Know what you own.

Share:
Indexes
  1. References

I am frequently entertained and informed by the Motley Fool Money podcast on topics from the world of investments, particularly equity stocks. The conversation is always well-informed, and brings an Australian perspective with its refreshing banter. The host is Scott Phillips who is joined by Andrew Page, the Australian founder of the Strawman investment club.

Fool on inflation

On the topic of “why inflation could be here to stay”, Andrew made the assertion that money is broken. In the high inflation environment of 2022, money is not fulfilling its promise as a store of value; it’s a melting ice cube of value. This is bad for individuals, and it is bad for society as a whole. If I am fortunate enough to have a little surplus income then I am forced to become an active investor. I can’t be a simple saver and focus on my day-job. Why should I have to become a part-time investment professional to protect the value of my savings? Investing is hard and many everyday people end up putting their savings into property or other assets and get caught in the flames of speculative mania, and that is bad for society.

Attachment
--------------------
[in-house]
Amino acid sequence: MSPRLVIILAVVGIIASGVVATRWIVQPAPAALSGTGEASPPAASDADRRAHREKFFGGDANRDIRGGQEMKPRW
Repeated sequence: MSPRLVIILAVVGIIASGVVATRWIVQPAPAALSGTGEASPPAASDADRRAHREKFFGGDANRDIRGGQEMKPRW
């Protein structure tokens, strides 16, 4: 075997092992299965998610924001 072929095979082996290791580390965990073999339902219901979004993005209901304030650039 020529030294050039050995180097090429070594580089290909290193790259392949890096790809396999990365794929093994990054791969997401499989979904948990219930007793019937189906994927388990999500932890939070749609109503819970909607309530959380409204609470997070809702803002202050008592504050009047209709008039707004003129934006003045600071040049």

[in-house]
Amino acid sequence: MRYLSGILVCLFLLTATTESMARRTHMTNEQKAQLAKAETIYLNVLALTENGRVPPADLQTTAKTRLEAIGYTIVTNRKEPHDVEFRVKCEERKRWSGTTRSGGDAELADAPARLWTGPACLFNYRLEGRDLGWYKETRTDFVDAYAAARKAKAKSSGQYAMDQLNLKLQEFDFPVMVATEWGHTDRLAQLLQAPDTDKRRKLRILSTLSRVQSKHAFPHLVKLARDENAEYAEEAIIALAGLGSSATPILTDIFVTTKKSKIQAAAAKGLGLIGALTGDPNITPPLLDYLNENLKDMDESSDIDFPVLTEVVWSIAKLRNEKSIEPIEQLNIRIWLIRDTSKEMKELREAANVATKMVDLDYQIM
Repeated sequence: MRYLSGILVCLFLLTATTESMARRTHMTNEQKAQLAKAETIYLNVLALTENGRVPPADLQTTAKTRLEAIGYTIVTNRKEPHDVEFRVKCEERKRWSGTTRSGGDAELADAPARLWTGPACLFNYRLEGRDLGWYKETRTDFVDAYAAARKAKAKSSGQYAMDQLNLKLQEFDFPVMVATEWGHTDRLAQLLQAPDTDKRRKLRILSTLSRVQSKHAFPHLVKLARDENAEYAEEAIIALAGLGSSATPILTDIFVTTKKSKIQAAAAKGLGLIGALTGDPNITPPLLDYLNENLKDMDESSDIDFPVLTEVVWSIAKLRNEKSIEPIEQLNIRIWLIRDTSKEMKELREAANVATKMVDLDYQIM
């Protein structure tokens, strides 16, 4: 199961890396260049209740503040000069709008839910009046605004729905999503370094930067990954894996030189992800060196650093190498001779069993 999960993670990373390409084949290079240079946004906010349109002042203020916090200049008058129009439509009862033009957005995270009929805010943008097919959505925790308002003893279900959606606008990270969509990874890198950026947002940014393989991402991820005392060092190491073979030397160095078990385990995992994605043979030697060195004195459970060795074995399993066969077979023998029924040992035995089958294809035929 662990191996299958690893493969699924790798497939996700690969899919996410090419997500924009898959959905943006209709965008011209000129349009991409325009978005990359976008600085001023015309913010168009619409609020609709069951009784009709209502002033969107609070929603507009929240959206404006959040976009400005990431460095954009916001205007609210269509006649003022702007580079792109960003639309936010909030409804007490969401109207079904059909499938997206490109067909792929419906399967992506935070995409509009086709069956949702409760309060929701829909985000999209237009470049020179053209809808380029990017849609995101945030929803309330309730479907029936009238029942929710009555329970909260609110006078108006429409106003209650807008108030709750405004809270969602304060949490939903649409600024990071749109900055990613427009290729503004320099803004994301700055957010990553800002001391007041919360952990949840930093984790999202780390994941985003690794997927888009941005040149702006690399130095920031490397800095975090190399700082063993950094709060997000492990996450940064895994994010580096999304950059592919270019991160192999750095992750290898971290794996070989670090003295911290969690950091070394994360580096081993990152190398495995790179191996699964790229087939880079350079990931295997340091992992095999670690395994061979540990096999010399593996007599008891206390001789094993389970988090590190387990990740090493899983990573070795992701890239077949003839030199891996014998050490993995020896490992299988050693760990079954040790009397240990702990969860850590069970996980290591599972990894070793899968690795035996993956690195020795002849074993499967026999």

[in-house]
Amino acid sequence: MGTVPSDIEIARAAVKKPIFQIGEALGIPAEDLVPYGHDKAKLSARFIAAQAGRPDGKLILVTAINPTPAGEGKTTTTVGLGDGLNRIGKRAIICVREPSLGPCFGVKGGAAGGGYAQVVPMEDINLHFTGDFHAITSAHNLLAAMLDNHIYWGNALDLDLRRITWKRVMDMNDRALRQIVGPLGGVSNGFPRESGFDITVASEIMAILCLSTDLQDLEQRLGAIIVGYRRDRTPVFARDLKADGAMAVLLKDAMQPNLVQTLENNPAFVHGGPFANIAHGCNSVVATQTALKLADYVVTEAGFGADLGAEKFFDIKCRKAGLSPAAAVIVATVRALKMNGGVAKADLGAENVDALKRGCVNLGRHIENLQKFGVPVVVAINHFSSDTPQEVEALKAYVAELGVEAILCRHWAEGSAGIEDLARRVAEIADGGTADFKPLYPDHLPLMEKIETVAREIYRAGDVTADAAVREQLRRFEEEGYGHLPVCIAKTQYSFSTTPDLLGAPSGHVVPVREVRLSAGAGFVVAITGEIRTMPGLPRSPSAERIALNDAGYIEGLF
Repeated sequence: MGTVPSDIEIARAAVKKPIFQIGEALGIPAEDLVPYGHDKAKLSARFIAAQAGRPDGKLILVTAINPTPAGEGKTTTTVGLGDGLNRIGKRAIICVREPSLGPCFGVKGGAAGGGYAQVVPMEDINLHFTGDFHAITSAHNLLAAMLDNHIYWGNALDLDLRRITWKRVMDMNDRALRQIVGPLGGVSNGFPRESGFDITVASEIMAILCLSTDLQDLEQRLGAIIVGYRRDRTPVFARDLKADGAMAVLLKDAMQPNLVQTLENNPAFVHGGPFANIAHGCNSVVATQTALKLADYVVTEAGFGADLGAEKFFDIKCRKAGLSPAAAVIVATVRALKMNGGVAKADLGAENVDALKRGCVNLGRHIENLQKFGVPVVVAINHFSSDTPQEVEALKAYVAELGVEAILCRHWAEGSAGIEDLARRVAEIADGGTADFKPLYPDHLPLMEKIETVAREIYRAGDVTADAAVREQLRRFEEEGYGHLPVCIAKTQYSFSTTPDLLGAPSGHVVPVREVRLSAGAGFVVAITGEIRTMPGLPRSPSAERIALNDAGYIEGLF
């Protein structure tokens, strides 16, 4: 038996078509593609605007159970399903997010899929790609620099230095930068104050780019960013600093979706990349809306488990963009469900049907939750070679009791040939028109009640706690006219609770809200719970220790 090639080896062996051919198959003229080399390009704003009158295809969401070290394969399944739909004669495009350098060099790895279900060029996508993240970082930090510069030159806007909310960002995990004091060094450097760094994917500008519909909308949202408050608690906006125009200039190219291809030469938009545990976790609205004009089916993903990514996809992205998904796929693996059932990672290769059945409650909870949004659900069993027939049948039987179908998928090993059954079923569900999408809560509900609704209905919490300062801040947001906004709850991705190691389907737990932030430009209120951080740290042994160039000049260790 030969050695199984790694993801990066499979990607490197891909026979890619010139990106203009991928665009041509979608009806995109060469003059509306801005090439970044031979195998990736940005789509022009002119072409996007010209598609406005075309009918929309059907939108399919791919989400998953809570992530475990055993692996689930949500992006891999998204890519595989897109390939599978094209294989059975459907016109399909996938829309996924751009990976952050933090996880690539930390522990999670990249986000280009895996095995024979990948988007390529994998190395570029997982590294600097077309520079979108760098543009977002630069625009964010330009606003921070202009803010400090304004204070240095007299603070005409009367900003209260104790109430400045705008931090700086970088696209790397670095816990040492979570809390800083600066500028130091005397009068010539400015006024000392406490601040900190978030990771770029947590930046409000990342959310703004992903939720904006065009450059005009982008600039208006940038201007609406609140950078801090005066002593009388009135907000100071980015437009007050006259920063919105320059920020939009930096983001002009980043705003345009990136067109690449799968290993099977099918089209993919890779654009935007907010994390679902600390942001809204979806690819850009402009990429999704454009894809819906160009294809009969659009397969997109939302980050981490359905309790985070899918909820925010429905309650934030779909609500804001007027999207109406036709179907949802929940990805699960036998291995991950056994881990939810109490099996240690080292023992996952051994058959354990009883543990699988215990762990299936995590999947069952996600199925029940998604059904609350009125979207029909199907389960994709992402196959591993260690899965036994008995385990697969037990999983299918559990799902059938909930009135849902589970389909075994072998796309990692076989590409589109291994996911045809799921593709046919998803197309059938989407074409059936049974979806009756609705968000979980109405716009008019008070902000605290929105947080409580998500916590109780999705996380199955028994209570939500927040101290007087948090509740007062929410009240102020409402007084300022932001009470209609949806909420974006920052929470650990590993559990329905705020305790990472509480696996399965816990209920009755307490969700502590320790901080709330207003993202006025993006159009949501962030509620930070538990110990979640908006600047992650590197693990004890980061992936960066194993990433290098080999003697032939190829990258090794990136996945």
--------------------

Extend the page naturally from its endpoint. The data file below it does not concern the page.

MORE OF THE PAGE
Scott countered with the observation that money has failed to be a good inflation hedge in the past. This has never stopped the majority of individual savers keeping their money in bank accounts or under the mattress. Inflation does not lead to speculation mania or boom-bust cycles.

Money is a melting ice-cube of value — Andrew Page

I was nodding along in agreement with Andrew’s opening comments, but something about his closing remark did not sit well with me. He claimed that money should not only be a cast-iron long term store of value, but that it should increase in value even if that leads to price deflation. Andrew was thinking beyond the exceptionally high inflation of this moment in 2022. I know Andrew is positive on Bitcoin, and he is echoing the economic philosophy of many crypto-bros, though they are often much more radical in their views.

The assertion that money should be a guaranteed store of value is wrong. Money cannot be inflation-proof in the long term and attempts to make it so are harmful. The failure to recognise that inflation is simply a brute fact already contributes to a widespread problem of absentee ownership of capital that is profoundly bad for society.